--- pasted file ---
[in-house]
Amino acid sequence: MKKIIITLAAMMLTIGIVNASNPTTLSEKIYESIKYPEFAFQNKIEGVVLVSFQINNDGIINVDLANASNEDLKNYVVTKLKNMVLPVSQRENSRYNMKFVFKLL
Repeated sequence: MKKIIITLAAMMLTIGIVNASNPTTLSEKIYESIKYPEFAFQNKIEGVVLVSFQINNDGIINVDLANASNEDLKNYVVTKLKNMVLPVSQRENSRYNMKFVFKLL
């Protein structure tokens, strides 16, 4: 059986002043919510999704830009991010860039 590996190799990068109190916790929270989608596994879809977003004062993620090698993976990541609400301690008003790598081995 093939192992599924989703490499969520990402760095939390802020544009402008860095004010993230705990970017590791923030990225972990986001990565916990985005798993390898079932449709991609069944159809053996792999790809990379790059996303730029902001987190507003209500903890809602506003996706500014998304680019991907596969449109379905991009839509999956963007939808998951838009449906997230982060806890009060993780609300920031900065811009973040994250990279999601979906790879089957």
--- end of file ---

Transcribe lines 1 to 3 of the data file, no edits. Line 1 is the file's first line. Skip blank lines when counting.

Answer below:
[in-house]
Amino acid sequence: MKKIIITLAAMMLTIGIVNASNPTTLSEKIYESIKYPEFAFQNKIEGVVLVSFQINNDGIINVDLANASNEDLKNYVVTKLKNMVLPVSQRENSRYNMKFVFKLL
Repeated sequence: MKKIIITLAAMMLTIGIVNASNPTTLSEKIYESIKYPEFAFQNKIEGVVLVSFQINNDGIINVDLANASNEDLKNYVVTKLKNMVLPVSQRENSRYNMKFVFKLL